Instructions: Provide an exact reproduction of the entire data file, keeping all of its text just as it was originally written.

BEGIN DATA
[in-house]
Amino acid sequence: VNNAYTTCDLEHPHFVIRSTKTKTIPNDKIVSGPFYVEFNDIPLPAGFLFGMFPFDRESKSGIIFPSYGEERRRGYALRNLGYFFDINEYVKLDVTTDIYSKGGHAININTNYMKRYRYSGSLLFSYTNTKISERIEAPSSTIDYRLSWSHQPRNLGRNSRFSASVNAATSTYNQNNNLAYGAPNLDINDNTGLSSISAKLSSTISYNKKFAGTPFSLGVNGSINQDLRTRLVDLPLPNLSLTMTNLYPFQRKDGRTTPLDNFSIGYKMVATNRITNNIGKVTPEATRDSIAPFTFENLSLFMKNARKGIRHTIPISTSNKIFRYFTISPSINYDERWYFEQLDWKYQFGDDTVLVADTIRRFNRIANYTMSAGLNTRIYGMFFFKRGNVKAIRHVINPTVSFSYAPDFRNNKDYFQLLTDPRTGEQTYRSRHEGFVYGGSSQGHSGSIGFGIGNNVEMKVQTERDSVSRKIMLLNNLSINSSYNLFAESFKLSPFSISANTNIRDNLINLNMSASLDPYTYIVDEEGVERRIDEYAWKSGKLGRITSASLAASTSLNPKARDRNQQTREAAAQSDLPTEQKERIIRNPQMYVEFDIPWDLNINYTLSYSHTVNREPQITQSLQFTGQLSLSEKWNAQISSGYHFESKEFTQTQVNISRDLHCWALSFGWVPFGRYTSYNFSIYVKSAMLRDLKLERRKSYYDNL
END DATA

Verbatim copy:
[in-house]
Amino acid sequence: VNNAYTTCDLEHPHFVIRSTKTKTIPNDKIVSGPFYVEFNDIPLPAGFLFGMFPFDRESKSGIIFPSYGEERRRGYALRNLGYFFDINEYVKLDVTTDIYSKGGHAININTNYMKRYRYSGSLLFSYTNTKISERIEAPSSTIDYRLSWSHQPRNLGRNSRFSASVNAATSTYNQNNNLAYGAPNLDINDNTGLSSISAKLSSTISYNKKFAGTPFSLGVNGSINQDLRTRLVDLPLPNLSLTMTNLYPFQRKDGRTTPLDNFSIGYKMVATNRITNNIGKVTPEATRDSIAPFTFENLSLFMKNARKGIRHTIPISTSNKIFRYFTISPSINYDERWYFEQLDWKYQFGDDTVLVADTIRRFNRIANYTMSAGLNTRIYGMFFFKRGNVKAIRHVINPTVSFSYAPDFRNNKDYFQLLTDPRTGEQTYRSRHEGFVYGGSSQGHSGSIGFGIGNNVEMKVQTERDSVSRKIMLLNNLSINSSYNLFAESFKLSPFSISANTNIRDNLINLNMSASLDPYTYIVDEEGVERRIDEYAWKSGKLGRITSASLAASTSLNPKARDRNQQTREAAAQSDLPTEQKERIIRNPQMYVEFDIPWDLNINYTLSYSHTVNREPQITQSLQFTGQLSLSEKWNAQISSGYHFESKEFTQTQVNISRDLHCWALSFGWVPFGRYTSYNFSIYVKSAMLRDLKLERRKSYYDNL